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We haven't tried SUMO, but had some frustrating results with
GST fusions. They did improve expression and solubility - BUT
in one case the target protein precipitated immediately when
the tag was cleaved off, and resisted all attempts to bring it
back to life. In another case, the fusion protein dragged
chaperones into the prep that were nearly impossible to get
rid of completely, thus ruining our ATPase assays.
Is SUMO, being smaller, less likely to drag such crud along
---- Original message ----
Date: Wed, 25 Feb 2009 14:48:57 -0500
From: Mo Wong <[log in to unmask]>
Subject: Re: [ccp4bb] Off topic: Mammalian gene expression in
To: [log in to unmask]
Thanks to all who responded. Actually, this bulletin
board is better for help with molecular biology than
the molecular biology bulletin board I am subscribed
On Tue, Feb 24, 2009 at 7:47 PM, Stephen Weeks
<[log in to unmask]> wrote:
Just to add my 50 cents, I didn't see any
mention of the use of fusion proteins in your
original post. GST, MBP or my personal, and
completely biased, favourite SUMO (plus many more
proteins) have been shown to enhance expression
when fused to the amino terminus of a target
protein. If you fear you have toxicity, simply
tracking the OD600 pre and post induction normally
tell you if this is happening. I've worked with
proteins that basically baselined the cell growth
upon induction and, as Artem stated, at least I
knew my protein was being made albeit at very low
Stephen Weeks, Ph. D.
Drexel University College of Medicine
Department of Biochemistry and Molecular Biology
Room 10102 New College Building
245 N. 15th St.
Philadelphia, PA 19102
Phone: (+) 215-762-7316
Fax: (+) 215-762-4452
Mo Wong wrote:
I thought I'd post this to the CCP4bb, as
judging by previous posts, it seems I could get
some useful insight into my problem...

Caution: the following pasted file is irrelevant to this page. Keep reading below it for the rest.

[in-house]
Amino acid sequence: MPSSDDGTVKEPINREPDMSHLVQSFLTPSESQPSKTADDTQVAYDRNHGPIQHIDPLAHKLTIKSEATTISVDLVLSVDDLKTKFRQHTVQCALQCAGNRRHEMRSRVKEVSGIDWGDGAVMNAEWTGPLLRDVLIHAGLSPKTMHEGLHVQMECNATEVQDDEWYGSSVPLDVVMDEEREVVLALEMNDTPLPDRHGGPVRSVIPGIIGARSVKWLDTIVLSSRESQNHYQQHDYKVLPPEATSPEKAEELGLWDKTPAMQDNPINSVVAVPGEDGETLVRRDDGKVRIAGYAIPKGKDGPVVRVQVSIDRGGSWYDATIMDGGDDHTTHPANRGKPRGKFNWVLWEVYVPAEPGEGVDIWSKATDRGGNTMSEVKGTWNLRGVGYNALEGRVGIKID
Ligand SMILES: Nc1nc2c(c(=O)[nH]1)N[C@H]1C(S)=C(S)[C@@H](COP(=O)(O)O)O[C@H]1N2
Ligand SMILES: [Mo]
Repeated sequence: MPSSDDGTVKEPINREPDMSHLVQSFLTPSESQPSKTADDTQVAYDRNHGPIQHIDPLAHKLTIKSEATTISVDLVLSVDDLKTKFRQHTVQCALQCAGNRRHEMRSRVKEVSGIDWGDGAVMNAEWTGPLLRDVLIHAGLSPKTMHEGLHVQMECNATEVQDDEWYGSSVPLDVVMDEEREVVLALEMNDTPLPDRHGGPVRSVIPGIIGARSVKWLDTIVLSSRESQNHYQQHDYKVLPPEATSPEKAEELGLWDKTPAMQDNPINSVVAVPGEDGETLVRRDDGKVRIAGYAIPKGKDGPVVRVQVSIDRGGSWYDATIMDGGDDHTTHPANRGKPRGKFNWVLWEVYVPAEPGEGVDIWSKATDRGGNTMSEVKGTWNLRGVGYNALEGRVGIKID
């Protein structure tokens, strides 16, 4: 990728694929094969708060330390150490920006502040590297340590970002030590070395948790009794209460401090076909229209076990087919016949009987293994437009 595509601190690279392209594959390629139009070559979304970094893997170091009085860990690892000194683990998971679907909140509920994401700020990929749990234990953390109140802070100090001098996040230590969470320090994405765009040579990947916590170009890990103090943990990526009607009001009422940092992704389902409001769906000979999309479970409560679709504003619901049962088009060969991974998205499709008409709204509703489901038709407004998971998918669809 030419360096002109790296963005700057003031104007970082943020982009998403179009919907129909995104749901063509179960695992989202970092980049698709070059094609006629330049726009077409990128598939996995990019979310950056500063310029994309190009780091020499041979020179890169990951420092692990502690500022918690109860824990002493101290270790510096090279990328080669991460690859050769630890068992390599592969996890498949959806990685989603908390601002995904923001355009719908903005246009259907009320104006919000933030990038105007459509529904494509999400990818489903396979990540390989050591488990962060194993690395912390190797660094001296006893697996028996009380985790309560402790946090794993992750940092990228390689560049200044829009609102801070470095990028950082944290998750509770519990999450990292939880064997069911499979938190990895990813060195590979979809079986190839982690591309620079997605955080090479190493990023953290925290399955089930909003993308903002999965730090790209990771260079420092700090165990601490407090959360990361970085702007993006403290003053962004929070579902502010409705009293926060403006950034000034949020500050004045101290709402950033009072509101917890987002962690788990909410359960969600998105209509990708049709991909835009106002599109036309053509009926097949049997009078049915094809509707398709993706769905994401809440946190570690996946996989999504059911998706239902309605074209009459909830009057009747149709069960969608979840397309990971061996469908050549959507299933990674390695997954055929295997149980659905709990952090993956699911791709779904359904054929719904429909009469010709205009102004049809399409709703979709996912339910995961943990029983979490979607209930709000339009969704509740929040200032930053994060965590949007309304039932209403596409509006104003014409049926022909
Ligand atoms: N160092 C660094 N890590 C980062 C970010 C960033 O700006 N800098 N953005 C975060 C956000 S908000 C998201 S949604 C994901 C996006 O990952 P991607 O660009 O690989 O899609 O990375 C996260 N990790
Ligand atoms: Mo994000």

This is question has probably been asked by
people for a long as molecular biology has been
around, but hopefully my question isn't a
complete rehash of other peoples: I am trying to
express a human protein in bacteria where the
only modified amino acids are 3 phosphorylated
serines. I’ve gone through the usual hoopla of
trying to get it expressed in E. coli
(Rosetta/Codon+ cells, varying IPTG, low
temperature, etc). Sequencing confirms my insert
is correct, but from coomassie gel inspection, I
appear to get near zero induction (I need to do
a Western to get a clearer assessment). I’ve
heard about custom gene synthesis, and it
appears Mr. Gene (https://www.mrgene.com/) would
be a good avenue to look into as they optimize
the ORF taking into account codon usage in E.
coli (though I’m not sure they examine
putative mRNA substructure formation like some
companies do). It’s only 49c per base pair, so
doesn’t seem too cost prohibitive. My only
concern is that if this protein is toxic, I
could be wasting money.
So I was wondering, has anyone seen the
expression for a particular protein change from
zero in Rosetta/Codon+ cells using "native"
sequeneces to being largely overexpressed in
BL21(DE3) cells using codon optimized sequences?
For folks who have had a similar problem to the
one I've described, would you recommend that I
first try using a codon optimized sequence in E.
coli over testing protein expression in
yeast/insect cells, or the other way round?
Phoebe A. Rice
Assoc. Prof., Dept. of Biochemistry & Molecular Biology
The University of Chicago
phone 773 834 1723
RNA is really nifty
DNA is over fifty
We have put them
both in one book
Please do take a
really good look